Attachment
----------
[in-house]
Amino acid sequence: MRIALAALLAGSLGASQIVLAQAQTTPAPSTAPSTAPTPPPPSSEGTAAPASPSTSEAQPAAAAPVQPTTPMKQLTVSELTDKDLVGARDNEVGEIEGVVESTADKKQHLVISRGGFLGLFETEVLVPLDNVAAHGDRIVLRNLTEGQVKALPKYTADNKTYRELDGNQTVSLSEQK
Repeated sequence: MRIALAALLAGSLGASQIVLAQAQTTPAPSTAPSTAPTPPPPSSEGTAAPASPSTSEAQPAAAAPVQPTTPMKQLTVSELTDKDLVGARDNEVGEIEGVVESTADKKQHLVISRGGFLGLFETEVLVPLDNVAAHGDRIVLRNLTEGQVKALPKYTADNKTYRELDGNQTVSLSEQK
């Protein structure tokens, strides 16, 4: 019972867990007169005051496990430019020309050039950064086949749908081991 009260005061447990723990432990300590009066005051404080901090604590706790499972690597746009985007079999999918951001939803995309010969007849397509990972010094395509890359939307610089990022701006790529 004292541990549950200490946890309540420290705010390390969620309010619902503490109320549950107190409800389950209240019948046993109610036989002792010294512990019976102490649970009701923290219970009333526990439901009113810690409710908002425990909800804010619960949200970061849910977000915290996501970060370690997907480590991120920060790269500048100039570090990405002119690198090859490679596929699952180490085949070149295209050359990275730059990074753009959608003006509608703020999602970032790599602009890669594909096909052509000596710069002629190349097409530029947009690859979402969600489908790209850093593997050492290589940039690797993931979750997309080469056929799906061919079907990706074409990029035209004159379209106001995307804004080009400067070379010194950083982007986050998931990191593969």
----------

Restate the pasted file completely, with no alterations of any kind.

[in-house]
Amino acid sequence: MRIALAALLAGSLGASQIVLAQAQTTPAPSTAPSTAPTPPPPSSEGTAAPASPSTSEAQPAAAAPVQPTTPMKQLTVSELTDKDLVGARDNEVGEIEGVVESTADKKQHLVISRGGFLGLFETEVLVPLDNVAAHGDRIVLRNLTEGQVKALPKYTADNKTYRELDGNQTVSLSEQK
Repeated sequence: MRIALAALLAGSLGASQIVLAQAQTTPAPSTAPSTAPTPPPPSSEGTAAPASPSTSEAQPAAAAPVQPTTPMKQLTVSELTDKDLVGARDNEVGEIEGVVESTADKKQHLVISRGGFLGLFETEVLVPLDNVAAHGDRIVLRNLTEGQVKALPKYTADNKTYRELDGNQTVSLSEQK
């Protein structure tokens, strides 16, 4: 019972867990007169005051496990430019020309050039950064086949749908081991 009260005061447990723990432990300590009066005051404080901090604590706790499972690597746009985007079999999918951001939803995309010969007849397509990972010094395509890359939307610089990022701006790529 004292541990549950200490946890309540420290705010390390969620309010619902503490109320549950107190409800389950209240019948046993109610036989002792010294512990019976102490649970009701923290219970009333526990439901009113810690409710908002425990909800804010619960949200970061849910977000915290996501970060370690997907480590991120920060790269500048100039570090990405002119690198090859490679596929699952180490085949070149295209050359990275730059990074753009959608003006509608703020999602970032790599602009890669594909096909052509000596710069002629190349097409530029947009690859979402969600489908790209850093593997050492290589940039690797993931979750997309080469056929799906061919079907990706074409990029035209004159379209106001995307804004080009400067070379010194950083982007986050998931990191593969």